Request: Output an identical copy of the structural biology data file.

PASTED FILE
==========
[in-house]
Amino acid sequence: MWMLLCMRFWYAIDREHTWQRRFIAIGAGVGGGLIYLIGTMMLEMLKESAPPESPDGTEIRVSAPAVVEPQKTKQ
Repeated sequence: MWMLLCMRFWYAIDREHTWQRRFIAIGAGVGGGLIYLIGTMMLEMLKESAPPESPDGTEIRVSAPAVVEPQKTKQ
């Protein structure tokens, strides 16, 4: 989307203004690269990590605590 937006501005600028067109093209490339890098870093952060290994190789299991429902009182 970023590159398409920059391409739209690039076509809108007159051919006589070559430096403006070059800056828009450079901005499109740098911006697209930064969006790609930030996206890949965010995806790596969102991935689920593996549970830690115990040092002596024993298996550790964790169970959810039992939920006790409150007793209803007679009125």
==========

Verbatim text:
[in-house]
Amino acid sequence: MWMLLCMRFWYAIDREHTWQRRFIAIGAGVGGGLIYLIGTMMLEMLKESAPPESPDGTEIRVSAPAVVEPQKTKQ
Repeated sequence: MWMLLCMRFWYAIDREHTWQRRFIAIGAGVGGGLIYLIGTMMLEMLKESAPPESPDGTEIRVSAPAVVEPQKTKQ
């Protein structure tokens, strides 16, 4: 989307203004690269990590605590 937006501005600028067109093209490339890098870093952060290994190789299991429902009182 970023590159398409920059391409739209690039076509809108007159051919006589070559430096403006070059800056828009450079901005499109740098911006697209930064969006790609930030996206890949965010995806790596969102991935689920593996549970830690115990040092002596024993298996550790964790169970959810039992939920006790409150007793209803007679009125």